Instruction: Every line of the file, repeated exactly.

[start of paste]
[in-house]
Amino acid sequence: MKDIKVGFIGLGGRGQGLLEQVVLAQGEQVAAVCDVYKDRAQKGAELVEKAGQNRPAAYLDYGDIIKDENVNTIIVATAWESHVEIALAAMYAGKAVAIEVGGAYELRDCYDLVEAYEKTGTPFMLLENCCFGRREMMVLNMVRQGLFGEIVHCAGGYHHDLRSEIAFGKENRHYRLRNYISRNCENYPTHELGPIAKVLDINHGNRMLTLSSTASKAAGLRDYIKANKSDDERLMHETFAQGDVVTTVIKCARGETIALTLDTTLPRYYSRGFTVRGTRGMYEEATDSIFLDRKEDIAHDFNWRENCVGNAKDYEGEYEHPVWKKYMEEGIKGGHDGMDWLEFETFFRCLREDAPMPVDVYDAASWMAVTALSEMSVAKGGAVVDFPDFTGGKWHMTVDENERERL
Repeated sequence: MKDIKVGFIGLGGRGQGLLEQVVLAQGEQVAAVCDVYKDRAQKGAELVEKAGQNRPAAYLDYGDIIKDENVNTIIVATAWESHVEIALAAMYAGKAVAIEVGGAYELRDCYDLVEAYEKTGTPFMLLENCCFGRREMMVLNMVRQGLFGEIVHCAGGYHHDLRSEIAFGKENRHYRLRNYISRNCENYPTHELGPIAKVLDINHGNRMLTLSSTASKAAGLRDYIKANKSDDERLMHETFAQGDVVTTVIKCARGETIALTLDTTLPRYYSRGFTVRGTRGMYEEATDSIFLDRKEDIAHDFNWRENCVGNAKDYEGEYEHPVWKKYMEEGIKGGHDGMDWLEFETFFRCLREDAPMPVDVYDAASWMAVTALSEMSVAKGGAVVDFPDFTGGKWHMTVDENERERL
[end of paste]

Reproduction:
[in-house]
Amino acid sequence: MKDIKVGFIGLGGRGQGLLEQVVLAQGEQVAAVCDVYKDRAQKGAELVEKAGQNRPAAYLDYGDIIKDENVNTIIVATAWESHVEIALAAMYAGKAVAIEVGGAYELRDCYDLVEAYEKTGTPFMLLENCCFGRREMMVLNMVRQGLFGEIVHCAGGYHHDLRSEIAFGKENRHYRLRNYISRNCENYPTHELGPIAKVLDINHGNRMLTLSSTASKAAGLRDYIKANKSDDERLMHETFAQGDVVTTVIKCARGETIALTLDTTLPRYYSRGFTVRGTRGMYEEATDSIFLDRKEDIAHDFNWRENCVGNAKDYEGEYEHPVWKKYMEEGIKGGHDGMDWLEFETFFRCLREDAPMPVDVYDAASWMAVTALSEMSVAKGGAVVDFPDFTGGKWHMTVDENERERL
Repeated sequence: MKDIKVGFIGLGGRGQGLLEQVVLAQGEQVAAVCDVYKDRAQKGAELVEKAGQNRPAAYLDYGDIIKDENVNTIIVATAWESHVEIALAAMYAGKAVAIEVGGAYELRDCYDLVEAYEKTGTPFMLLENCCFGRREMMVLNMVRQGLFGEIVHCAGGYHHDLRSEIAFGKENRHYRLRNYISRNCENYPTHELGPIAKVLDINHGNRMLTLSSTASKAAGLRDYIKANKSDDERLMHETFAQGDVVTTVIKCARGETIALTLDTTLPRYYSRGFTVRGTRGMYEEATDSIFLDRKEDIAHDFNWRENCVGNAKDYEGEYEHPVWKKYMEEGIKGGHDGMDWLEFETFFRCLREDAPMPVDVYDAASWMAVTALSEMSVAKGGAVVDFPDFTGGKWHMTVDENERERL